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15% Now! Campaign: Africa Must Invest in Public Health

According to the 15% Now Campaign, African governments must urgently implement their pledge to dedicate 15 percent or more of annual budgets to health care in order to stem the tide of deaths.

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On Men Having Safe Sex

Clearly, men have unique sexual and reproductive health needs, but their needs are more often than not sidelined in reproductive health service provision. Men's limited participation in reproductive health affects not only the health of men themselves, but also their female partners, children and the general society.

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Fighting AIDS Demands Changing Tradition and Culture

In sub-Saharan Africa, the boundaries of tradition and culture are holding women back from much-needed progress, leaving them vulnerable to the vicious cycle of HIV infection, poverty, stigma, violence and death.

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A Woman’s Fight Against HIV Stigma

Floritah Chiradza, an HIV-positive Zimbabwe woman, who shares her journey to help fight discrimination and stigma against HIV. Today is National HIV Testing Day in the United States.

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Bringing Back the Sex into HIV/AIDS Work in Africa

Sex with multiple partners is gaining attention in sub-Saharan Africa in order to address a ballooning epidemic, where just 12 percent of men and 10 percent of women know their HIV status.

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Cultural Matters of Reproductive Health

People should be able to have a satisfying and safe sex life and the freedom to decide if, when and how often to have children. But in Zimbabwe, this right is curtailed by the unseen force of tradition and culture.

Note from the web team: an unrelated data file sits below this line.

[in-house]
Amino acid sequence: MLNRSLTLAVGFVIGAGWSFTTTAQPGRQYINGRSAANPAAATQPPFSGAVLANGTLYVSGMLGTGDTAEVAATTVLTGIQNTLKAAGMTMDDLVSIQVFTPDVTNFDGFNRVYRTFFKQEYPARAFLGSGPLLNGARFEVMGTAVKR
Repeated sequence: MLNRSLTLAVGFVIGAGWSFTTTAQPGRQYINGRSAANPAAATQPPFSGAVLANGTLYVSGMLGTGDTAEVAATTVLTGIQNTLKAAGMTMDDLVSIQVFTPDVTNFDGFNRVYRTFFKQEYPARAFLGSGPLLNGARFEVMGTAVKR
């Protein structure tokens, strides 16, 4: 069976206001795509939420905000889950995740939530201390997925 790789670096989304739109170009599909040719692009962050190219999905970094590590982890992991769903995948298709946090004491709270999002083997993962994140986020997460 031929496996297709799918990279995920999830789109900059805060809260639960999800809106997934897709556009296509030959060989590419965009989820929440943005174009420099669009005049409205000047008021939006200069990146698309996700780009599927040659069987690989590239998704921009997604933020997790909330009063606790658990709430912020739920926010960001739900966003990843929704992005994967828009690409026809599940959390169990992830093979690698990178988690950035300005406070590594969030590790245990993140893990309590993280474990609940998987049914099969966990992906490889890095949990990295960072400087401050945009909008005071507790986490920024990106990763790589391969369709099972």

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Women and War

A recent UN report addresses sexual violence as "the shame of war." Populations that are displaced as a result of conflict face reproductive health challenges that are not currently being met, especially those of women and girls.

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Microbicides: Not a Silver Bullet

Microbicides may be a potential solution for women to control their sexual health, but accessibility, women's inequality and other issues must be addressed for this to be an effective preventative method in Thailand.

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The Power Of A Woman’s Story

Pat (not her real name) had been living with HIV for seven years—five of which she was taking life prolonging ARVs—when she suddenly became pregnant. Her doctor referred her to a clinic with explicit instruction to get the pregnancy terminated.

Like most women in Thailand and around the globe, there was very little Pat could do to avoid or keep the pregnancy. She says lack of access to appropriate contraceptives left her vulnerable to the unintended pregnancy. Also, little knowledge about what a woman can do to prevent transmitting HIV to the child left her with very little choice.

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A Question of the Cutting Edge: Male Circumcision & HIV

Editor's Note: Today we welcome Masimba Biriwashi, a Zimbabwean writer and journalist, writing from Thailand. He has experience with Health & Development Networks and will be covering HIV/AIDS issues on the continents of Africa and Asia.

Male circumcision (removal of the foreskin of the male penis) is increasingly gaining currency as an alternative method to reduce HIV-infection. In sub-Saharan Africa, the worst affected region in the world, male circumcision (MC) could prevent six million new infections, researchers say.

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